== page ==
In the summer as the sun-sets, bats return to eat their share of mosquitoes and scare the squeamish. The speed and erratic flight of these creatures is part of what I have come to call “Caveman TV”. One evening while sitting in wooden Adirondack chairs next to Sarrah snoozing in the sand by a crackling fire, my childhood friend Andy said “Caveman TV”.
While staring into the fire I replied, “What?”
“Caveman TV is what we are watching” and he went on share this primal-based theory of what is the attraction of sitting around a fire and possibly “the real reason people go camping.”
“Then this is ‘The Remote,’” I concluded while using the fire-scarred chunk of rebar to stoke our TV.
I embraced the expression and have since shared this primal wisdom with all fellow fire enthusiasts.
A couple of business collaborations ended over a three-year span. One ended well having run its course, just a few months prior to the music stopping. The later fell to the circumstances, making it time to pick up and try again. I had seen glimpses of ‘the writing on the wall’ for quite a while in my handwriting (this is an example of where stubbornness isn’t always a quality) and knew that I needed to cause the latest change and jump into the pile of challenges that it takes, to move on. My human battery would not hold a charge and I sensed that this change should be done while I still had my four-legged assistant, before I would not be able to rise out of bed, let alone to the occasion. It was time to recycle my crippled career, in a new direction, with a new group, one more time. Sarrah was eleven and half years old at this time with most of her life in the past and the dark cloud that all animal people are aware of, but try to ignore, was getting closer.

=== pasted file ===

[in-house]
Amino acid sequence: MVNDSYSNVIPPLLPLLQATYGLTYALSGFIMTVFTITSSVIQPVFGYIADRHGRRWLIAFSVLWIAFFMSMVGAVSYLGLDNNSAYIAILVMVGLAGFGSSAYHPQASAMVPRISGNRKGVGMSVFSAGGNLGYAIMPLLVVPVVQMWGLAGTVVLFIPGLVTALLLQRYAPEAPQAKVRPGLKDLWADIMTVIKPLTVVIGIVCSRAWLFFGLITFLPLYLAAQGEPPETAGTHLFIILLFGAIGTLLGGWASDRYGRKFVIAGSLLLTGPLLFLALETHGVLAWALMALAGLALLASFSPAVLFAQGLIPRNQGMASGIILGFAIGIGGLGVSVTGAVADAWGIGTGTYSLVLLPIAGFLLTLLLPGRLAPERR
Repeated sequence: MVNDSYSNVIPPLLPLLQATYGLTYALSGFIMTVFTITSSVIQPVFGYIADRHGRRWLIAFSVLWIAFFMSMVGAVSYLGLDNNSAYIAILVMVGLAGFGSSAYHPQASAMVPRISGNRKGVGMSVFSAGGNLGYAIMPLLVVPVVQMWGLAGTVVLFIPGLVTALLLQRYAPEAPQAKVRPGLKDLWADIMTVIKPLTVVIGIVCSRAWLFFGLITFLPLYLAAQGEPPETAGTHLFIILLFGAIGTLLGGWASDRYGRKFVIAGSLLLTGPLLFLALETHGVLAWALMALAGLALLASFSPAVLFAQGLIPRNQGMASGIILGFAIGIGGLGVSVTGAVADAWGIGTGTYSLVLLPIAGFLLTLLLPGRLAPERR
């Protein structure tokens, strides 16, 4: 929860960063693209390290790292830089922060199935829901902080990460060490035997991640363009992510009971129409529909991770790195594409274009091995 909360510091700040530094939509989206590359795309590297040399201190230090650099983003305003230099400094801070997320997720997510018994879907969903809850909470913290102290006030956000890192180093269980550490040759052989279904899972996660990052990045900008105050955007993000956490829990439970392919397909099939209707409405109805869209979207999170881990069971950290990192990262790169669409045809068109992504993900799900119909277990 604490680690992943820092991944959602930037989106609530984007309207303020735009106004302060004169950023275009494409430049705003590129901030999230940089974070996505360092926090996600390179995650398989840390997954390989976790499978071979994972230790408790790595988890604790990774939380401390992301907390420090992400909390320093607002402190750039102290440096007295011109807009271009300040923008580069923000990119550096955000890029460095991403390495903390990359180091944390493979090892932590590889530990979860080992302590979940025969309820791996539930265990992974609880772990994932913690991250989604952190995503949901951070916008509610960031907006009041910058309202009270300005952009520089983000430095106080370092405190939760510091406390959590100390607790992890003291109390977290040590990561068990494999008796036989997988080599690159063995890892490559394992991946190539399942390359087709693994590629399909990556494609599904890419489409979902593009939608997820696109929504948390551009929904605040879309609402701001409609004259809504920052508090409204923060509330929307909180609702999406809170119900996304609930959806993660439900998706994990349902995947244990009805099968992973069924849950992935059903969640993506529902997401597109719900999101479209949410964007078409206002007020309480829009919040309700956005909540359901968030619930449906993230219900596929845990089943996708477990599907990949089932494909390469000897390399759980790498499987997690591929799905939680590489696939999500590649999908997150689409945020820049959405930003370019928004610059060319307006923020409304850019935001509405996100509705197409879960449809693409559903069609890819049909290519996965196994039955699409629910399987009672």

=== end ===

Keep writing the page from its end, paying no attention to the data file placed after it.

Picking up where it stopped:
A working week alone with Sarrah at the Beach House in the late winter of Two Thousand Ten gave me time to do many things, one of which was to finally embrace this conclusion and scrounge up the energy required to get on with it. While there I did some of the things that ease my mind, forms of what I suppose are mediation. We walked many miles on the beach, through the dunes and down the roads. The weather cooperated so I rode my motorcycle daily, around the community and the rural roads. Most importantly, I simply sat in the sunshine with my best friend and watched her nap. At each day’s end, we walked to the beach to watch the sun disappear into the ocean. Every evening I watched my favorite movie, “The World’s Fastest Indian”. This was my first lone stay at the Beach House. The quiet time alone was good for me and I feel fortunate that Sarrah was with me for this experience.
Shortly after returning, I met with another group who had expressed an interest in me, made ‘The Change’ and began the next chapter of my tired, working life story. Around this time a movie titled “The Weary Kind” came out along with a soundtrack of the same name by Ryan Bingham that felt like a fitting battle song for the times (especially the lyrics “Somehow this don’t feel like home, anymore” and “Pick up your crazy heart and give it one more try”), Sarrah and I listened to this tune every morning as we rallied to fight on another day.
This drawing was a gift to me, from my daughter Heather, of a gift to me, from Sarrah.